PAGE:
Kind of a summary; these are points that have been made

At 12:02 PM 6/25/2006, Martin Sherman wrote:

>A continuation of the evacuation question. I went ahead and looked at

>the time for evacuation (started to evacuate to exited onto the

>street). The correlations between floor started and time was .75 for

>one building and .77 for the other building.

It's a good idea to take a naive look. In this case, what the

correlation means is, it takes longer to walk down more stairs. It's

fine to look at the correlation, but in this case, I don't think it can

be regarded as telling you much you didn't know.

>Next I did a regression analysis allowing for linear and quadratic. In

>both instances the linear and quadratic functions were significant.

>Next I allowed for a cubic function and this is what happened. For

>building 1 Linear was significant, quadratic and cubic were not

>significant. For building 2 linear was not significant, but quadratic

>and cubic were significant. My question is how would I lose

>significance for the quadratic when the cubic was allowed to enter for

>building 1. Also why would I lose significance for linear (given the

>very large zero-order correlation-my expectation was that the linear

>would stay in) for building 2 while

>picking up the cubic (besides the quadratic). Befuddled. TIA.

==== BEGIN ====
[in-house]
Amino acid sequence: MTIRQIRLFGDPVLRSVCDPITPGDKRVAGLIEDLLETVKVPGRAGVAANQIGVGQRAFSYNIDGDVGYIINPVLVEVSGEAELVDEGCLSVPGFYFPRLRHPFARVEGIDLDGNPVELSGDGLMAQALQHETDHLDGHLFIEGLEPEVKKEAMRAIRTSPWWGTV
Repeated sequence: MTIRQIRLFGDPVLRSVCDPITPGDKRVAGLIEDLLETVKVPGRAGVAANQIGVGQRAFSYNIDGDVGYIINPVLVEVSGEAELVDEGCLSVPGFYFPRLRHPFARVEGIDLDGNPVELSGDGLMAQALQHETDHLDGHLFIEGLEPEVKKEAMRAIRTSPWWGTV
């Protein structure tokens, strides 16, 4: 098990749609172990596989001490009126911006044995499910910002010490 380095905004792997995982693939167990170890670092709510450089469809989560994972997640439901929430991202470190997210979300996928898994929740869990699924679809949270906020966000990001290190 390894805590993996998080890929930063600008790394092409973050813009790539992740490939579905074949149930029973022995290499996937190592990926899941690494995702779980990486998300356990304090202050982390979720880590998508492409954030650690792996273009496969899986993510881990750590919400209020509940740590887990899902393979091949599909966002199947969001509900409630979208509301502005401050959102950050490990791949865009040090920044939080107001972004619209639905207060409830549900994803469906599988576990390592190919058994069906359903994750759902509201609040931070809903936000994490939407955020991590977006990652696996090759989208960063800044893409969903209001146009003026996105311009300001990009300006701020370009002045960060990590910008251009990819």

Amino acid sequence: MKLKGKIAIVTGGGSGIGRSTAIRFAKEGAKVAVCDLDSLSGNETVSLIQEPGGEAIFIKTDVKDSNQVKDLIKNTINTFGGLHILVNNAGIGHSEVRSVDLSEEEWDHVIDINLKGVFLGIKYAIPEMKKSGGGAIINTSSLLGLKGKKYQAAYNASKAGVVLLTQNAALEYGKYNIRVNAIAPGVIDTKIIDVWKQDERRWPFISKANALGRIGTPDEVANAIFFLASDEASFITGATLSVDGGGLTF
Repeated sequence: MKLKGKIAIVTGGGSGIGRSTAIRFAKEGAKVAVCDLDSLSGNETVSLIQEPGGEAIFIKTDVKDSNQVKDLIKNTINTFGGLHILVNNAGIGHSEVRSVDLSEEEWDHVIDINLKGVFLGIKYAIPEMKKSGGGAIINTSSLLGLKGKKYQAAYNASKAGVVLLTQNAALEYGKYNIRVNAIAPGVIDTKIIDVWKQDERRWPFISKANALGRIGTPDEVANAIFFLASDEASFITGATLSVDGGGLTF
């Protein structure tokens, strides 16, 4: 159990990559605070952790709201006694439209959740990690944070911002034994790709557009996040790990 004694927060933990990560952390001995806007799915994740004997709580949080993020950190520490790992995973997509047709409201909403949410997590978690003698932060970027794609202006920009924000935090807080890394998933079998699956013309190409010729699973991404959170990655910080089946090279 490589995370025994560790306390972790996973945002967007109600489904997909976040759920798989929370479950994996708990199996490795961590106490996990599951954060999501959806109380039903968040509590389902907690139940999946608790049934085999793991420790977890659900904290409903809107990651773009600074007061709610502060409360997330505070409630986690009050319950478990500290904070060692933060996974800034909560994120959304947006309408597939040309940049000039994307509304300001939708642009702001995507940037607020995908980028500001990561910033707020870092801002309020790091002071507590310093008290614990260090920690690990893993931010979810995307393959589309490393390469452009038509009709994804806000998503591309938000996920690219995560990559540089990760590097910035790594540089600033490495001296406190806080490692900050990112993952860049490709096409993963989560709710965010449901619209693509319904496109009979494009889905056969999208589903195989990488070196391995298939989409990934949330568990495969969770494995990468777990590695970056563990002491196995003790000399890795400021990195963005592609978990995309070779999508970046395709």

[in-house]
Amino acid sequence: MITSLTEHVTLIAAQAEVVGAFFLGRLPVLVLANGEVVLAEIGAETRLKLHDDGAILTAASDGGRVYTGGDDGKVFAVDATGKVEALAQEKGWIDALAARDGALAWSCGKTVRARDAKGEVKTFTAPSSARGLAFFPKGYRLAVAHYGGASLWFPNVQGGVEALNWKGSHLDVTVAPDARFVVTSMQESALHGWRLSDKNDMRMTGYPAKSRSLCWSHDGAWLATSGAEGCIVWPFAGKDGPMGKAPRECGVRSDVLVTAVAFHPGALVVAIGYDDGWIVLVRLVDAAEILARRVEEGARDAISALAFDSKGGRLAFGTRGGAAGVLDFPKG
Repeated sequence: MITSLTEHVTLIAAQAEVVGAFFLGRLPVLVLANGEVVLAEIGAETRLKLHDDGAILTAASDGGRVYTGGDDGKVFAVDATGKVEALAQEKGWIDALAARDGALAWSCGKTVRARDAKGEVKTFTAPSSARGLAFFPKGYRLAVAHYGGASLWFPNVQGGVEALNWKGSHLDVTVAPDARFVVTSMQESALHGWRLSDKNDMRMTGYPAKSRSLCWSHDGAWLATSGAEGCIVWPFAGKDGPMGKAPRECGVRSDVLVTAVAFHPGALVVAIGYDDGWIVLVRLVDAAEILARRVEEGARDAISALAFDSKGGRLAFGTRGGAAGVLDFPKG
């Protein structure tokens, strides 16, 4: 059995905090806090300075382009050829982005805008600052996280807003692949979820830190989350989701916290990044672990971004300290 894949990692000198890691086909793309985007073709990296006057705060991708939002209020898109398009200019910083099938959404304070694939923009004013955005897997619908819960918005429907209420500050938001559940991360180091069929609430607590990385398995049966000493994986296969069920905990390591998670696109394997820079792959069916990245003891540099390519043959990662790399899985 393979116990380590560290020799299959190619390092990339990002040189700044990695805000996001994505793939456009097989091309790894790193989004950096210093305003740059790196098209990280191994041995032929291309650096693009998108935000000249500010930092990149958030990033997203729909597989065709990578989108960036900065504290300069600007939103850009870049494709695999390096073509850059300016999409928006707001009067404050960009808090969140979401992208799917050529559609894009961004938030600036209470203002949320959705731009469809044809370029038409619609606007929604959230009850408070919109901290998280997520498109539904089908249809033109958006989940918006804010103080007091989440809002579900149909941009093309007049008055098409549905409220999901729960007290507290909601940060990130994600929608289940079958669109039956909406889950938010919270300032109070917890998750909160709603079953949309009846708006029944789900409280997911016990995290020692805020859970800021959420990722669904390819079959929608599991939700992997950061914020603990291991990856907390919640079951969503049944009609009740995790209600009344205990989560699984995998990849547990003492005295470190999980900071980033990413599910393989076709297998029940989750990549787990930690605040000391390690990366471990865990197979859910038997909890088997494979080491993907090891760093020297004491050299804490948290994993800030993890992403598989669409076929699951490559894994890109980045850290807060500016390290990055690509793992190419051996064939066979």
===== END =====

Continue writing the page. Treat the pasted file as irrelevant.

You should probably post the exact model you fit, and means and SDs of

the dependent and independent variables.

To say again what others have said: The linear, quadratic, and cubic

functions of a variable are VERY HIGHLY CORRELATED under very ordinary

conditions. Having all values positive (as yours are) is enough. The

larger the mean is relative to the SD, the worse. Look at the

correlation matrix of the predictors - linear, quadratic, and cubic -

that you used.

As Paul Swank said, you can solve the correlation between linear and

quadratic terms by centering the independent variable. Choosing a

convenient point near the middle will do; it needn't be the exact mean.

In your case, if time to evacuate is the dependent and starting floor

the independent, I'd keep the linear term uncentered, so its

coefficient has the natural meaning, and the constant has a reasonable

interpretation: mean time to start evacuation. But for 75 or so floors

to evacuate, I'd use, say, (Floor-40)**2 as the quadratic term. You can

interpret this as taking time per floor from the 40th floor as the

norm, and the quadratic term as the systematic change in time per floor

above and below the 40th.

Centering won't remove the correlation between linear and cubic terms.

As a cubic term, you might try subtracting the linear component:

(Floor-40)**3 - (Floor-40)

Notice that, here, I'm centering both the linear and the cubic

components of the variable. It make its shape, if plot it, much more

meaningful.

Finally, it's a common rule, in fitting polynomials, that if any term

is included, all lower terms must also be included. Keep the linear

term, whether it loses 'significance' or not. But I think, if you

transform like this, that the linear term will stay dominant.

Has the question of data censoring been settled? One would think this

involved censored data, since there's no observation for people who

failed to make it out of the buildings. However, as I understand it,

the pattern was peculiar: there was enough time to evacuate, and little

or no cutoff for people who were lost because the building collapsed

before they completed evacuation. The losses were people above the

points of impact, who were cut off from evacuation altogether, and need

to be excluded from this model.

A sad business, this. It is worth knowing about, though.